Head of Policy
Head of Policy
News this week that the UK Government is expected to announce plans to increase immigration to address labour shortages comes as little surprise. Without migrant workers, many industries, including the UK’s agricultural sector, would not survive. Yet the UK’s planning for immigration to meet this need has been short-term and rushed, with little benefit from independent scrutiny or learning and little regard to ensuring a fair deal for workers.
FLEX has continued to warn that short-term work visas are inherently high risk for workers, with high migration costs increasing risks of debt bondage and the short time in the UK making it difficult for workers to access information or rights. These risks are well-evidenced for both of the main short-term work visas in the UK, the Overseas Domestic Worker Visa and the Seasonal Worker Visa for the agricultural sector. The Government itself is aware of some of these risks from its own review of the pilot scheme for the Seasonal Worker Visa, which was launched in 2019 with 6-month, non-renewable visas for 2,500 agricultural workers. And yet since then, the scheme has been rapidly expanded, with 40,000 visas now available in 2022 and workers being recruited globally from as far as Nepal and Indonesia. Whilst no plans have been set out for the scheme beyond 2024, the indication is that the number of visas available will be increased under the Truss administration. Further expansion of the scheme without proper planning and oversight will further increase risks to workers.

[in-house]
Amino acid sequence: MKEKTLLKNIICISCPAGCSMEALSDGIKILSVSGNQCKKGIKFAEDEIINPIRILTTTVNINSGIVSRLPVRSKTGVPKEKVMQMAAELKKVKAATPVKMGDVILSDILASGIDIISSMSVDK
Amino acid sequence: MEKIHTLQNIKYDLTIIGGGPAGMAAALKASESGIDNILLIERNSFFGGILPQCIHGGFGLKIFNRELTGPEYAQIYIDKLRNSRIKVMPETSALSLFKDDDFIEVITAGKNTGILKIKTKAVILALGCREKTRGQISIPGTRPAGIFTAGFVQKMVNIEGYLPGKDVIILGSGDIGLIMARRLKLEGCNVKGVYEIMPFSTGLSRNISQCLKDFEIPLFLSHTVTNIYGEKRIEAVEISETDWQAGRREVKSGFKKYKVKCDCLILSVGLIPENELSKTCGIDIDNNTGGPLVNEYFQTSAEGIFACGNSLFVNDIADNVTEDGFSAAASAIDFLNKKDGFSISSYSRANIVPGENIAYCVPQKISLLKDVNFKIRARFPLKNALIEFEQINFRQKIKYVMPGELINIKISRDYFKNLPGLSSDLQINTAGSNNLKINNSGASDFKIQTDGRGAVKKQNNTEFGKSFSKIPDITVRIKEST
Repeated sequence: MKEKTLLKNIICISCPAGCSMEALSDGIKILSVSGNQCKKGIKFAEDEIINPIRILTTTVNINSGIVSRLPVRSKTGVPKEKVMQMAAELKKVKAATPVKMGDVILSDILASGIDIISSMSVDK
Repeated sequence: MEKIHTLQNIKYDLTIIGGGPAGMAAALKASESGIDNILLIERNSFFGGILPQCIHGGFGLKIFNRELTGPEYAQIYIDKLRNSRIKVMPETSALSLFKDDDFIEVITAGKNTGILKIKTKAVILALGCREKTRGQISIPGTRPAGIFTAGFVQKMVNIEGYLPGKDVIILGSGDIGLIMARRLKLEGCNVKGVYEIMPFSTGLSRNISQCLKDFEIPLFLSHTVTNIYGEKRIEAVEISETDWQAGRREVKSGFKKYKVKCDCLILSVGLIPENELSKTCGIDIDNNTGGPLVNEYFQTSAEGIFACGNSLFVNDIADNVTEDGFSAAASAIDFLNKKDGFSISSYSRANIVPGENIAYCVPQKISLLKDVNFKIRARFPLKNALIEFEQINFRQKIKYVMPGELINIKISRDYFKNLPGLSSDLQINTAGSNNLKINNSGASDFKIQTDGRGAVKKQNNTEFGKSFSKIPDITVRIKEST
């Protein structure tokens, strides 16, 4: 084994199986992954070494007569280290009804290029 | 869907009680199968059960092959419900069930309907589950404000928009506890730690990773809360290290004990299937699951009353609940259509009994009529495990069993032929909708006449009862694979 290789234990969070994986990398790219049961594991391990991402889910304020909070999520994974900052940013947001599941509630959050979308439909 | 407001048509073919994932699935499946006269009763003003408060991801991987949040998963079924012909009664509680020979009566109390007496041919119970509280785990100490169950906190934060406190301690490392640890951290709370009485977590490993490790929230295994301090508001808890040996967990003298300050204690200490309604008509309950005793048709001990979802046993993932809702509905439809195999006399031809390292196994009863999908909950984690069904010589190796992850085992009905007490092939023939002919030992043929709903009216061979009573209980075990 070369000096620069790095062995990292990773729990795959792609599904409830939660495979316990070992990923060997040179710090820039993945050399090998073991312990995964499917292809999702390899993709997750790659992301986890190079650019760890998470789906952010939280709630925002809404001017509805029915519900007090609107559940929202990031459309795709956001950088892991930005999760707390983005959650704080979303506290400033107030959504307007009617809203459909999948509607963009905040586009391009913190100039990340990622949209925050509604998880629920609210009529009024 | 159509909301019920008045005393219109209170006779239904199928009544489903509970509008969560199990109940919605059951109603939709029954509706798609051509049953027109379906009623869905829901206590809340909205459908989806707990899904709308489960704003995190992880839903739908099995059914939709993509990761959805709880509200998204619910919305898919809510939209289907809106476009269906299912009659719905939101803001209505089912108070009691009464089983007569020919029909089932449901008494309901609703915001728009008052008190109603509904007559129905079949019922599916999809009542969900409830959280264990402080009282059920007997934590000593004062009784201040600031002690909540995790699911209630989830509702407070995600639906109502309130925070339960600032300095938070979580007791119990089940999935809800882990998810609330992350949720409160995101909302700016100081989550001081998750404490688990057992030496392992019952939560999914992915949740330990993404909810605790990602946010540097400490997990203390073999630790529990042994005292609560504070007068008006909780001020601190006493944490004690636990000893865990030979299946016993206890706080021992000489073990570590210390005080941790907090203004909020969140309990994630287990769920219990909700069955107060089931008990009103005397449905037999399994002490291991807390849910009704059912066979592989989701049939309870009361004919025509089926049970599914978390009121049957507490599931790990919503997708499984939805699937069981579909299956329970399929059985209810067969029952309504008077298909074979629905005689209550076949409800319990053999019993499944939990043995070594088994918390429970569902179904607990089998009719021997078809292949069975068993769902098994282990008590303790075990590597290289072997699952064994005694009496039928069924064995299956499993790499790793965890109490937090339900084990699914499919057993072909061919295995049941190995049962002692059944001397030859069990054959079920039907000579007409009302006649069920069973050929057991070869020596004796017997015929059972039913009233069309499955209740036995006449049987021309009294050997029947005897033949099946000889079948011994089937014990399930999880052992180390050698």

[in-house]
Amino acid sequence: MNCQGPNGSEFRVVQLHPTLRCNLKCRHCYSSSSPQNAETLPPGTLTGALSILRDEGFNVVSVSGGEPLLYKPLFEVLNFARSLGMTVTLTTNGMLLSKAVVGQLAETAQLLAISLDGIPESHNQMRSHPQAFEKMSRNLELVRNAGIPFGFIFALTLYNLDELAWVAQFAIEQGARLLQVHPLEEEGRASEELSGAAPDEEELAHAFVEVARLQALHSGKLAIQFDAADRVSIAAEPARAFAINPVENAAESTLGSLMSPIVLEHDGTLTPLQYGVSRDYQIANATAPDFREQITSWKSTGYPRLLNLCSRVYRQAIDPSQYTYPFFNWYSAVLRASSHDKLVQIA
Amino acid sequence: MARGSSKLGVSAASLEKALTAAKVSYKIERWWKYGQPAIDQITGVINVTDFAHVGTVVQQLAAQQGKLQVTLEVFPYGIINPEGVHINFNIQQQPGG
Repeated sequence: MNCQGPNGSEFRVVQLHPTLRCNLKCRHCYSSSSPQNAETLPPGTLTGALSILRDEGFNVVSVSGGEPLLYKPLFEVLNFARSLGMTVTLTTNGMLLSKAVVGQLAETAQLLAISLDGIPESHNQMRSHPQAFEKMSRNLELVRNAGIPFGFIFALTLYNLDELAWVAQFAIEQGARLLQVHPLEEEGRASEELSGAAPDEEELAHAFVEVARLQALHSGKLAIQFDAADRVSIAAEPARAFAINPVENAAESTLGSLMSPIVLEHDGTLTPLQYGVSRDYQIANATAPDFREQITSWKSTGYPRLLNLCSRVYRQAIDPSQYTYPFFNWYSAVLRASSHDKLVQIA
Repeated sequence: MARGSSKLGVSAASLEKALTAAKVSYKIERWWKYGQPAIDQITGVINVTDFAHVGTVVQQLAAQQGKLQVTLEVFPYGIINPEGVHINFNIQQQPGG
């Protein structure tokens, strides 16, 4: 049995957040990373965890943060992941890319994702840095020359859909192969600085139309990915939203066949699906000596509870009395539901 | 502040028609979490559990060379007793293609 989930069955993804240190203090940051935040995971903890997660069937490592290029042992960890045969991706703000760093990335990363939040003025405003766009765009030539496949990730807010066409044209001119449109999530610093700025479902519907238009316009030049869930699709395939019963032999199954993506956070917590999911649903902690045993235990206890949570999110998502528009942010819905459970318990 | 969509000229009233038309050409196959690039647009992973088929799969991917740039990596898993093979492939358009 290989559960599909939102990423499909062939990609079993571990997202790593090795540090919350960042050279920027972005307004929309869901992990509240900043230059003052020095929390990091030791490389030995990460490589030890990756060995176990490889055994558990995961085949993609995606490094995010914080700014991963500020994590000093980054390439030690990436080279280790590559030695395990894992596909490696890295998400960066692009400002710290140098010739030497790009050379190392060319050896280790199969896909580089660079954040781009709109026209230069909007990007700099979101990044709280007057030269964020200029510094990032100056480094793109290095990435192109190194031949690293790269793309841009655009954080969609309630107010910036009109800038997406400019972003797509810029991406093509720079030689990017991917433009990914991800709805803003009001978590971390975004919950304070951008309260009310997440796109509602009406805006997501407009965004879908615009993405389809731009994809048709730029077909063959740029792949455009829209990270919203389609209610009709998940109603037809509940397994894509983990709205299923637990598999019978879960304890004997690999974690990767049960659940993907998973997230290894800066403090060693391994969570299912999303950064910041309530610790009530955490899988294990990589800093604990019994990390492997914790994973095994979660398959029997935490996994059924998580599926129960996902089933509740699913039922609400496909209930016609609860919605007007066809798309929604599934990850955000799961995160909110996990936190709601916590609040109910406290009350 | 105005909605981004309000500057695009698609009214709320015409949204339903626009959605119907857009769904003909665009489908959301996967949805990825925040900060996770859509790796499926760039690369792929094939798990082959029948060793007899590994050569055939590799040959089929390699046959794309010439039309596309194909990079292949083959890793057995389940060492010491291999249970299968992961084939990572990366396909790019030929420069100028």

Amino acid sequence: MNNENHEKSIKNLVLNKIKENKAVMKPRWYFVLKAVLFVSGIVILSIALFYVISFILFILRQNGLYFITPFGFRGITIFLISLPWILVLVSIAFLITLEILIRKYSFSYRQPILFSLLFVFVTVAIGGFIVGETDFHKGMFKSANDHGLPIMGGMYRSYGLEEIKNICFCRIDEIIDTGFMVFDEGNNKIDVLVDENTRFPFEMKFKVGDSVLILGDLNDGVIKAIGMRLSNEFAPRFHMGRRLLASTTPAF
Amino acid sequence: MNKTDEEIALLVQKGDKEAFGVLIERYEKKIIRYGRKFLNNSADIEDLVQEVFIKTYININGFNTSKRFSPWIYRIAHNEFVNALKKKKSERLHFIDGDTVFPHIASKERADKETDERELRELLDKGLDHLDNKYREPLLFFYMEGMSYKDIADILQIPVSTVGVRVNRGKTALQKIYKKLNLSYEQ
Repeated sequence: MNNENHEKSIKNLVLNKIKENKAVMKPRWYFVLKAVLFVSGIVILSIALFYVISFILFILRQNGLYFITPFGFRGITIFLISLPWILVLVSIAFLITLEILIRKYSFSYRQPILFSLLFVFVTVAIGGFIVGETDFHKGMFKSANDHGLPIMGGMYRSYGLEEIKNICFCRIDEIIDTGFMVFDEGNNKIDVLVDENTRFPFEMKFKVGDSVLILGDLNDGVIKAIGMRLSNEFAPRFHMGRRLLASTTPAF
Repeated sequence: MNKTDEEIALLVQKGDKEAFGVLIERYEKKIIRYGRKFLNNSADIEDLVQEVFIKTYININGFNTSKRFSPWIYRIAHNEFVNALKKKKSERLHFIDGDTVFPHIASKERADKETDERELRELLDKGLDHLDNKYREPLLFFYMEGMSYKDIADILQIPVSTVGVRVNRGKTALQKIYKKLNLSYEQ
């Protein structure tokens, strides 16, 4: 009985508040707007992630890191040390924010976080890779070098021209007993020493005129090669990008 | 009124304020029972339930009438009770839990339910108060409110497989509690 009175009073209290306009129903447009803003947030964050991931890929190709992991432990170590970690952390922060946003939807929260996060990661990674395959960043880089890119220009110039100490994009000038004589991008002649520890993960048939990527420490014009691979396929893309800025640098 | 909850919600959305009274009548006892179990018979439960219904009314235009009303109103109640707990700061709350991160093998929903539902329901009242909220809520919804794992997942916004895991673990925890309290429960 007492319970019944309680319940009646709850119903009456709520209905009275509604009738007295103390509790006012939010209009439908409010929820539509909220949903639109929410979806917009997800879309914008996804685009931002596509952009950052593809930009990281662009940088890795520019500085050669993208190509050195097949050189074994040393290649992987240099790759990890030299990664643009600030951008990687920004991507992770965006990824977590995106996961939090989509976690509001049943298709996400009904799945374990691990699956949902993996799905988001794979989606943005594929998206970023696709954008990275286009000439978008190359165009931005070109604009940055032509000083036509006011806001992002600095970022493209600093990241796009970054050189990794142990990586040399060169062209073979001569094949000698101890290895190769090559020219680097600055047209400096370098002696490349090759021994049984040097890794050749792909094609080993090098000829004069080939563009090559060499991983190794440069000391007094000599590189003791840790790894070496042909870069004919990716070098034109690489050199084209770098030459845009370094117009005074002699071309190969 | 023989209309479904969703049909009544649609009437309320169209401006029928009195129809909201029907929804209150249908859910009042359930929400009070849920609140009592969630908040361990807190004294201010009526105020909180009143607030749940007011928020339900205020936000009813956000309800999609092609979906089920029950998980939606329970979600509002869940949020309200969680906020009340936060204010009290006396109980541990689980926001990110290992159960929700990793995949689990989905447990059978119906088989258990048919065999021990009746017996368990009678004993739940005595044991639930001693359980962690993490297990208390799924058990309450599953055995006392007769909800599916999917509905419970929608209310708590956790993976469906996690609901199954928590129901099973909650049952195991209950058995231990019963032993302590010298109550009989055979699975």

Rather than addressing these known risks, decisions on the design and structure of the Seasonal Worker Visa scheme have come with little apparent consultation or scrutiny or lead in time before implementation. This creates unrealistic timeframes for planning and carrying out due diligence checks in countries of origin, developing information and advice services, or ensuring that labour market enforcement systems in the UK are resourced and up to the task. Investigations such as by the Bureau for Investigative Journalism and the Guardian have found workers alleging to have paid recruitment fees (which are banned under the scheme) amounting in some cases to over £5,000. Not only are workers who have borrowed high amounts of money at risk of debt bondage, the concerns around recruitment fees also exposes the many gaps around regulation and enforcement in international recruitment and raises questions around jurisdiction and accountability and what access workers have to rights, if any.
Many of these issues are intensified for workers entering on the even shorter duration temporary visas which have been opened within the scheme, often again with little notice. As in 2021, when the Government announced with little warning that it would introduce short term temporary visas for HGV drivers and poultry workers over the Christmas period, it was recently announced that 2,000 visas of the 2022 quota are 8-week long visas for the poultry sector, which will be issued from 1st November and valid until the end of December 2022. It is unclear where workers will be recruited from and the challenges of recruiting workers willing to migrate for 8 weeks will no doubt be compounded by the decrease in the value of pound sterling, meaning that money earned in the UK is worth less.